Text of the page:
Management of Indian IT services companies are concerned about the increase in compliance cost and higher turnaround times, which would fundamentally affect competitiveness and the margins of these companies.

As it will take a few more months for the bill to be implemented, the Indian government, and outsourcing industry will be closely following the debates. Meanwhile the Indian IT services companies may need to look at revamping their business models to remain competitive.

Markets – On the Roller Coaster


The excessive market euphoria that was apparent in the beginning of the month has faded and has given way to apprehensions for investors worldwide.

Even as the markets seemed to recover from the concerns over Cyprus bank run, tagging it a one off event, the news of political turmoil in Italy shook the European stock markets. Greece’s ATHEX Composite was off 4.8%. US indexes opened in red today. This certainly signals nervousness and dampened sentiments of investors. The Asian markets will also be impacted negatively.

Bank deposits that were so far considered as safe investment options, no longer seem to be safe after the Cyprus government decided to levy taxes on deposits, in a bid to secure bailout package from the European Union. The banks have remained closed for about a week and are likely to reopen with the imposition of capital controls by Cypriot authorities.

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Global Markets – Riding high on sentiments


Worldwide markets are echoing bullish sentiments.

The US Dow Jones Industrial Average index has surpassed its 2007 high and continues to make new all-time highs. The Standard & Poor’s 500 Index too is trading at post-2007 highs. Asian & European markets are rallying too based on cues from the US market. Indian markets are recovering from February lows.

All this barely a week after the US sequestration set in on March 1, 2013!!

The bullish markets have revived positive sentiments and created excitement, but it also warrants cautiousness.

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Market Reaction to new CEO announcement


On 21st Nov, Indian generic drug maker Cipla Ltd. announced its plans to acquire South African firm  Cipla Medpro. Subsequent to the announcement that is likely to boost its prospects in Africa, and is expected to be accretive to earning, Cipla Ltd. shares rose by more than 3 % after the announcement and were trading at Rs 390 on NSE.

On 22nd Nov, Cipla Ltd announced the appointment of Mr. Subhanu Saxena as Chief Executive Officer. Mr. Saxena has rich work experience of over 25 years, in industries as varied as FMCG, consulting, banking and pharmaceuticals. Following the announcement of the appointment of new CEO, Cipla share fell down during the day while the NIFTY index showed a upward movement. Cipla share price clearly did not follow the pattern in sync with the movement of NIFTY.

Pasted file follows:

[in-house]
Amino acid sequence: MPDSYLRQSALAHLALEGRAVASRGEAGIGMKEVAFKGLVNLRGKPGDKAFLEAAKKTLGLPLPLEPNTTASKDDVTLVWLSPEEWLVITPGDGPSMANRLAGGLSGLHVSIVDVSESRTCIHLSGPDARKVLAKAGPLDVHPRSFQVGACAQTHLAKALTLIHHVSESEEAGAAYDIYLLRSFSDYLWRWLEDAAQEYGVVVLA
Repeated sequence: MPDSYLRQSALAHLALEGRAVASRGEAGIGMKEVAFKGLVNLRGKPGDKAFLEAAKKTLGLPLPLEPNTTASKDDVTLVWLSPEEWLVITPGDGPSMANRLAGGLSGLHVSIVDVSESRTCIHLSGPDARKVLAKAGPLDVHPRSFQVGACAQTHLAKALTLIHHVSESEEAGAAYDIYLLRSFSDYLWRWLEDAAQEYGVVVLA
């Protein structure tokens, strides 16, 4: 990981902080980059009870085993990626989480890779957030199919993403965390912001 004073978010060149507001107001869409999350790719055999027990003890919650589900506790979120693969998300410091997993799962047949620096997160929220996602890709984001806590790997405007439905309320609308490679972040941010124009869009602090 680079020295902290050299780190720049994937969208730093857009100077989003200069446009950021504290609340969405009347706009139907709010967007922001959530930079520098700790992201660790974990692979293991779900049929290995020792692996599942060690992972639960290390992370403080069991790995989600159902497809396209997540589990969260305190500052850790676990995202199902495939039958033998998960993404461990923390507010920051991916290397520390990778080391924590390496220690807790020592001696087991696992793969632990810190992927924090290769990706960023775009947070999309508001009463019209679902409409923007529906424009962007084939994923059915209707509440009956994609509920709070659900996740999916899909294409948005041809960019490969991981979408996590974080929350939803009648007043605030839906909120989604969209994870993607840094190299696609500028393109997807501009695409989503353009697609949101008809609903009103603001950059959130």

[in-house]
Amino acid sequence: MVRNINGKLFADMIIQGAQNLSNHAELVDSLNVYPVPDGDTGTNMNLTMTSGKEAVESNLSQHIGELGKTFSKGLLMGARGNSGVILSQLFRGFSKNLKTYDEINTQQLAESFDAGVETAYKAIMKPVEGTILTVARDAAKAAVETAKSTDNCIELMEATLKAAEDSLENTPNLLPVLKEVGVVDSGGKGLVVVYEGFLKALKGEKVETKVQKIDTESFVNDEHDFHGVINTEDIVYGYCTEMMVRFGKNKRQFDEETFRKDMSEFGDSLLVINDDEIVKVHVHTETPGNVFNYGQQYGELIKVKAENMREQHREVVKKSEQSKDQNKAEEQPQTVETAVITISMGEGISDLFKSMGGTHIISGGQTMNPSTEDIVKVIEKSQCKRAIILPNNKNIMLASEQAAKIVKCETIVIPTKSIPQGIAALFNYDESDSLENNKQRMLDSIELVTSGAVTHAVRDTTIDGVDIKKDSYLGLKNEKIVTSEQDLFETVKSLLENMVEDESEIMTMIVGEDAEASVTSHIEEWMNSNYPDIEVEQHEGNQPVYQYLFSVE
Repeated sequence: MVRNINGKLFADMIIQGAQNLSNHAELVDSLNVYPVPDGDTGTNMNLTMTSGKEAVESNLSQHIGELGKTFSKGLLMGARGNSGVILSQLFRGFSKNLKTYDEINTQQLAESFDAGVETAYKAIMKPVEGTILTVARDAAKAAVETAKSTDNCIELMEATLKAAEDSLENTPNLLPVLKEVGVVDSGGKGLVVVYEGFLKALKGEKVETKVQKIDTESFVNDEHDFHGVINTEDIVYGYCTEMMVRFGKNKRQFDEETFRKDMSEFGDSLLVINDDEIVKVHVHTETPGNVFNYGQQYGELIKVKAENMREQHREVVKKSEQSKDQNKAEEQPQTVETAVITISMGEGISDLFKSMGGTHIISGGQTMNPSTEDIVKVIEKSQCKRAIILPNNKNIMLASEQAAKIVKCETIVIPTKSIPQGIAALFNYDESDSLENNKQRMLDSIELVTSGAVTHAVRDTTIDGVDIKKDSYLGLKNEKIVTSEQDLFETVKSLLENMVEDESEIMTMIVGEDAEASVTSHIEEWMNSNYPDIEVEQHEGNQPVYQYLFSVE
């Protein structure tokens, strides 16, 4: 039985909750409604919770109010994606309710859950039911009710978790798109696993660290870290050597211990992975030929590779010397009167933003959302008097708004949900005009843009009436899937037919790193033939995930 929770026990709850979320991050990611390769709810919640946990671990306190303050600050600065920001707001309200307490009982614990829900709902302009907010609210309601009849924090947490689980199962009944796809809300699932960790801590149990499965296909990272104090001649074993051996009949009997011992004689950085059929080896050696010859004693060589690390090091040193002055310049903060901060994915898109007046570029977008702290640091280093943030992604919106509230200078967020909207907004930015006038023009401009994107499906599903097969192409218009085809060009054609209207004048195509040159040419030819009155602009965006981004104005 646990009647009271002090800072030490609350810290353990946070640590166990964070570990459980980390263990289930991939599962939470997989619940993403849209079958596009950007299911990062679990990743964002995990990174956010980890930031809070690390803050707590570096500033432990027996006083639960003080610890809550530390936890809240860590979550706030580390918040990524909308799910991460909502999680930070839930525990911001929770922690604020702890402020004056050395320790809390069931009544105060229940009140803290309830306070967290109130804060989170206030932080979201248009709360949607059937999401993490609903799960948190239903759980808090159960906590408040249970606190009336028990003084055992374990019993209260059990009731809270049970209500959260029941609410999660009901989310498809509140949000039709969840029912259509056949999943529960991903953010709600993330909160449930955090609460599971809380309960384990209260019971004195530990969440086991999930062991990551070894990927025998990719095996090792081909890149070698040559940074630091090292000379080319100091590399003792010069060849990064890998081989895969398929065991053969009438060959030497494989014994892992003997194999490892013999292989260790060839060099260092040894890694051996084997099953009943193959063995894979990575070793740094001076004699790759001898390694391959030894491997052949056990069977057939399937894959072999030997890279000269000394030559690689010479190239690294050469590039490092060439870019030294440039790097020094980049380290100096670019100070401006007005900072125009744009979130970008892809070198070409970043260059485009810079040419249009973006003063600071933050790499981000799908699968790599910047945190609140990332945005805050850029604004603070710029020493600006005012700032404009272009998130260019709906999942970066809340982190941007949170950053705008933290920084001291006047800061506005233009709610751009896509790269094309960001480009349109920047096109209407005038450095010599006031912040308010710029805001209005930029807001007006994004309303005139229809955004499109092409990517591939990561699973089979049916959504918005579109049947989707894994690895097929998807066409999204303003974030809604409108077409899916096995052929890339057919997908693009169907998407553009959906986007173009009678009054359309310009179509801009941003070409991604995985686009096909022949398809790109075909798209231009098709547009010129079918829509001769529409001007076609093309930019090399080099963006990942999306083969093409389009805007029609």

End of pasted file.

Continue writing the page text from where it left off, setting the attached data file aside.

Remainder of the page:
This weak movement of the share price on 22nd Nov could have something to do with the announcement of new CEO appointment. Generally some market reaction is expected around the announcement day of a CEO appointment. In considering CEO candidates, boards of directors and selection committees are almost always concerned about the market reaction on the company’s share price.


At times markets tend to react unfavourably to the announcement of a new CEO, as investors may anticipate some amount of uncertainty involved with the change in CEO. There are other instances when there have been positive abnormal returns around the announcement of an outside CEO appointment. In such cases, results suggest that new outsider CEO appointments can be considered as beneficial to investors because they bring in knowledge from other organizations and can objectively evaluate and challenge the current strategy of the company and incorporate new and fresh ideas.

Though the initial market reaction is in anticipation of  the CEO’s likelihood of success, however a  latest research by HBR shows that there is no positive correlation between how a company’s stock fares upon the announcement of a new CEO and the share price over that CEO’s tenure so the initial market reaction should not be considered an indicator of the CEO’s likely performance.

Irrespective of the initial market reaction, it will only be evident over a period of time how the new CEO steers the Cipla towards higher levels of growth and creates value for the shareholders.


Challenges facing India’s Infrastructure Sector – Part II